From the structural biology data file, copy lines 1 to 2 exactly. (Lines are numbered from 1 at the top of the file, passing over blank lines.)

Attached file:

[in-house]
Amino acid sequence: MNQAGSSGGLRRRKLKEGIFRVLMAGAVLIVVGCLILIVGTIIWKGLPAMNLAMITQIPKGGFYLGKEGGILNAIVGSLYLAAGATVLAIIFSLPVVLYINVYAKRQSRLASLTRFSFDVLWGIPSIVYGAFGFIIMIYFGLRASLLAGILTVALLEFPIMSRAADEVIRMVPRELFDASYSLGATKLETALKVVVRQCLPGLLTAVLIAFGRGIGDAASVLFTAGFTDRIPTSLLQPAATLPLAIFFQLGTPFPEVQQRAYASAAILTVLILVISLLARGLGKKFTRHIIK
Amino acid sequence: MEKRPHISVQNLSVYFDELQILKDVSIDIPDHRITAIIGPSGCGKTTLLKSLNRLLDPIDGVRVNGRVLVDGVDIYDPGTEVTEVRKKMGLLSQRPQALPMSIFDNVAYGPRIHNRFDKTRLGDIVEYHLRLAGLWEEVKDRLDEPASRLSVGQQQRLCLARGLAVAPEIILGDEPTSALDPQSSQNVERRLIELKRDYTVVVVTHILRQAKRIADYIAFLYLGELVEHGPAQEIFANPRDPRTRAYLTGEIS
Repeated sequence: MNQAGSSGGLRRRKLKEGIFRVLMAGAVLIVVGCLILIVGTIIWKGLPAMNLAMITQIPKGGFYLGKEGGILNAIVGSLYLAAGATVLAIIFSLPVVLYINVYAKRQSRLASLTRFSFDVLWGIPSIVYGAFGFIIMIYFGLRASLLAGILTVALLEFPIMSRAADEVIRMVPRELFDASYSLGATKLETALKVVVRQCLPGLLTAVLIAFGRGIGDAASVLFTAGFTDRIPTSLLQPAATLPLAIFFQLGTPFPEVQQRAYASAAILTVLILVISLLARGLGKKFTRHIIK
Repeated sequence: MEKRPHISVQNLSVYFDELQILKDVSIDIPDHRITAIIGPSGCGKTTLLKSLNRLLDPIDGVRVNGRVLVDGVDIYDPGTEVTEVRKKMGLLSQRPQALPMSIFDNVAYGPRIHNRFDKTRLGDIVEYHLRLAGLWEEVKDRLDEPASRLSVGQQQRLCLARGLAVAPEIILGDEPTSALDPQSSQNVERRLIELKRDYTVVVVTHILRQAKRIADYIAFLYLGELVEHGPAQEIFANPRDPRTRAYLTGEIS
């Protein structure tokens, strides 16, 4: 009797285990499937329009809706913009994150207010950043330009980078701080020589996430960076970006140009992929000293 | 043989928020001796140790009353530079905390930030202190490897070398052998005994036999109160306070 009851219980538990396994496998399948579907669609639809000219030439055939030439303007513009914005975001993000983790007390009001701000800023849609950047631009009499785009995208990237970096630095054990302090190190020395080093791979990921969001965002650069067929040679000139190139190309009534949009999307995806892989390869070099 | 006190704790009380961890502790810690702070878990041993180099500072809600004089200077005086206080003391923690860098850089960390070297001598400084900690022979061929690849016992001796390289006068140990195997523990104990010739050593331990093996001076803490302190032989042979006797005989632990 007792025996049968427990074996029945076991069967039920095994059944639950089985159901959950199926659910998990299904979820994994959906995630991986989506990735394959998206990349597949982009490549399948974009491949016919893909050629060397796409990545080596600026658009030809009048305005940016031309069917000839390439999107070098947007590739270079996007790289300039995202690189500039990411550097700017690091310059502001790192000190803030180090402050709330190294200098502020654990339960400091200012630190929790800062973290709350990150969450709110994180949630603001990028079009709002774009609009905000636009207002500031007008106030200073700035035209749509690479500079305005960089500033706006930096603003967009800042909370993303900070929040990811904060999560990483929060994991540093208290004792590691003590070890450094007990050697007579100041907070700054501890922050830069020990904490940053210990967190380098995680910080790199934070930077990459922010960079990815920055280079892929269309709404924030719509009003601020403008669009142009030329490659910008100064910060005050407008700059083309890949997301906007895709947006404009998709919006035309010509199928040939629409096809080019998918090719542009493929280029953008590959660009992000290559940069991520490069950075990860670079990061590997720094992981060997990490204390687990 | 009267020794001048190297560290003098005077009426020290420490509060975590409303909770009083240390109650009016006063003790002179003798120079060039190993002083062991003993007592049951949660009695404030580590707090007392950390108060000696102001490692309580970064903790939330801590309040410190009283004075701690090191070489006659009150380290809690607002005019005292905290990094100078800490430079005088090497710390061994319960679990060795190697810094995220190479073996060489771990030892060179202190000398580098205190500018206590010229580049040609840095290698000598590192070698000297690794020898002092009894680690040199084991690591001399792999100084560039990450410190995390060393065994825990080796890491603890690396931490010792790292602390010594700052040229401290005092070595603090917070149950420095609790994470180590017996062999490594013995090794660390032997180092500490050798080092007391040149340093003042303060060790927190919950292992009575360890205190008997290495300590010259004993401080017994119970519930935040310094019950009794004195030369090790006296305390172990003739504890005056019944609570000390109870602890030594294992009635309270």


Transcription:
[in-house]
Amino acid sequence: MNQAGSSGGLRRRKLKEGIFRVLMAGAVLIVVGCLILIVGTIIWKGLPAMNLAMITQIPKGGFYLGKEGGILNAIVGSLYLAAGATVLAIIFSLPVVLYINVYAKRQSRLASLTRFSFDVLWGIPSIVYGAFGFIIMIYFGLRASLLAGILTVALLEFPIMSRAADEVIRMVPRELFDASYSLGATKLETALKVVVRQCLPGLLTAVLIAFGRGIGDAASVLFTAGFTDRIPTSLLQPAATLPLAIFFQLGTPFPEVQQRAYASAAILTVLILVISLLARGLGKKFTRHIIK